Cryoablation uses sub zero temperatures to destroy unwanted cells in minimally invasive procedures.
Specialist producer of extruded tubing used for minimally invasive devices Putnam Plastics, based in the USA, has written about its capabilities in manufacturing tubing that may be used for cryoablation devices.
High temperature ablation devices use radio frequency (RF), ultrasound, microwave or laser technology to destroy unwanted cells within a temperature range of approximately 45-50°C (113-122°F). These approaches have been used by surgeons to destroy unwanted tumours in surgical and minimally invasive procedures for years. Today, vascular catheters using RF technology are commonly used to ablate heart muscle cells to control irregular heart rhythms associated with atrial fibrillation.
Cryoablation uses low temperatures to destroy cells at temperatures between -40°C and -20°C (-40°F and -4°F). Previously, cryoablation devices were relegated to surgical procedures due to the large probes necessary to deliver cooling gas to the site. In recently years, percutaneous cryoablation devices, primarily using argon gas, have been used in conjunction with magnetic resonance frequency (MRI) and computed topography (CT) image guidance to destroy malignant cells in the liver, kidney and prostate. As recently as December 2012 vascular catheters used for cryogenic ablation were approved by the FDA for treatment of atrial fibrillation.
For catheter device engineers, low temperatures pose new design considerations. As with many interventional vascular catheters, the shaft must have sufficient mechanical properties to navigate vascular pathways to the designated site. The proximal end must have sufficient rigidity for pushability and torque by the physician, while the distal end must be flexible and minimise trauma. Additionally, the tip of the catheter must not become brittle and crack at sub-zero temperatures associated with cryogenics.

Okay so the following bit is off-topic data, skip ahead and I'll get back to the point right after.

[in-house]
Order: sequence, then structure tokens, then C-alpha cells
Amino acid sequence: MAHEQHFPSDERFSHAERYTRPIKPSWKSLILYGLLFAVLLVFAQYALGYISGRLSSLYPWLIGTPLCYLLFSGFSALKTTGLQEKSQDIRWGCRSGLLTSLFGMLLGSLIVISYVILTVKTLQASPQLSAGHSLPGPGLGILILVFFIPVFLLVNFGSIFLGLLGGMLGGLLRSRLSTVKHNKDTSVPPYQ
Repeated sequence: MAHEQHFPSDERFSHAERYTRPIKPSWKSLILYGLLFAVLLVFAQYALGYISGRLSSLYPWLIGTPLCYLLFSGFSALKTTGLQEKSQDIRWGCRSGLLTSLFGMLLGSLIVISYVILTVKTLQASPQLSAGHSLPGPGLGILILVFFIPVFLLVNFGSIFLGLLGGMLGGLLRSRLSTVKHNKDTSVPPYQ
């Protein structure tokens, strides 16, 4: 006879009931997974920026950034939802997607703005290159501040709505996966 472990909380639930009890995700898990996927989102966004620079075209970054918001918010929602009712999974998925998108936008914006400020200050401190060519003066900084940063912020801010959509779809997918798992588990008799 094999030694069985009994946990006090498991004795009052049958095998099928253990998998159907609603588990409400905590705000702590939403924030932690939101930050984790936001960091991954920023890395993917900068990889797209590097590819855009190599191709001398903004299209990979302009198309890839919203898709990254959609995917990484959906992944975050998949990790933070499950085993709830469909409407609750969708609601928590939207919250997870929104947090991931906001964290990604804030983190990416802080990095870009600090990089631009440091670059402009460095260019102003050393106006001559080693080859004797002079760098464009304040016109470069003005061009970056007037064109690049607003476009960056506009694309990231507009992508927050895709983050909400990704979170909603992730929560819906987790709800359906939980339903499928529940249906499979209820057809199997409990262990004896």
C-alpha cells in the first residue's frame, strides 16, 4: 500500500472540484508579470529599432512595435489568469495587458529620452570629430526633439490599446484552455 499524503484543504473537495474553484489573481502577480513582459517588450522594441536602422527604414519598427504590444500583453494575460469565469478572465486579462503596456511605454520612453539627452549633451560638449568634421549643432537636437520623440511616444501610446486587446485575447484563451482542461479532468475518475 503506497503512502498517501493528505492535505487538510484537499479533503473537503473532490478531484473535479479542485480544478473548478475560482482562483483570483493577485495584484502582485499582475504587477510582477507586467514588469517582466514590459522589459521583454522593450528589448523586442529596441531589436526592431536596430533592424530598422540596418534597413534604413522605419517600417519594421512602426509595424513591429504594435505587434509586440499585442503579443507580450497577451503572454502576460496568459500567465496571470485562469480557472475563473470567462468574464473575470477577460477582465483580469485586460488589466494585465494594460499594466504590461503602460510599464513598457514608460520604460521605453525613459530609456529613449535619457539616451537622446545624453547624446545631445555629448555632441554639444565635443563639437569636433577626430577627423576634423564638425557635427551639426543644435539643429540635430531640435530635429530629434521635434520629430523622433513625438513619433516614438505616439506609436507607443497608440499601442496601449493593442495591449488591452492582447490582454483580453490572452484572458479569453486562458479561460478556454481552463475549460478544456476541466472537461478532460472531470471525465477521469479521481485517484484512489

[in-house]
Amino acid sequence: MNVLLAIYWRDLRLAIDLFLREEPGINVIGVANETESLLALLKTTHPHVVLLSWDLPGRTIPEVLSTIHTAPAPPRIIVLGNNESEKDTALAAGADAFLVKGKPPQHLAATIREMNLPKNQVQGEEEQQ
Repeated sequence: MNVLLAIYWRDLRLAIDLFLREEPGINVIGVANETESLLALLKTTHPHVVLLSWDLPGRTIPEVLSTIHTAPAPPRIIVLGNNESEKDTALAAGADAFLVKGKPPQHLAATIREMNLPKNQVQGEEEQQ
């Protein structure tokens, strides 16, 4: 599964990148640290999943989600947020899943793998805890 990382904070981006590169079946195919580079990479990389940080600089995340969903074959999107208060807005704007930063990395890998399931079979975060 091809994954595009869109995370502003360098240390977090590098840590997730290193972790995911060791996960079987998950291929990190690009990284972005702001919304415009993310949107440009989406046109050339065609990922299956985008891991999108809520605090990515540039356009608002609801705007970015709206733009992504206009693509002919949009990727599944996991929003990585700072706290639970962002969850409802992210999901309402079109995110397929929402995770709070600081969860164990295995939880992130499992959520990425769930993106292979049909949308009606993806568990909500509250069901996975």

Tips for these catheters will likely use distinct polymers which are more suitable to low temperature performance. Fluoropolymers, such as polytetrafluoroethylene (PTFE), are well recognised for property retention at low temperatures; however, PTFE is not melt processible in conventional extrusion. Fluorinated ethylene propylene (FEP) and polyvinylidene fluoride (PVDF) are melt processible fluoropolymers suitable for extrusion into complex catheter designs.
These complex requirements will likely demand shafts with varying performance characteristics throughout the cross section and along the length, using varying materials of construction. Composite shafts have traditionally been assembled manually from multiple extrusions over a mandrel and then fused together by heat (known as “hand layup”). However, the cost and complexity of such assemblies pose economic and quality challenges for production components. Continuous extrusion technologies that incorporate fluoropolymers or other low temperature resistant materials in necessary sections of traditional catheter designs for cryogenic catheters are expected to be in increased demand.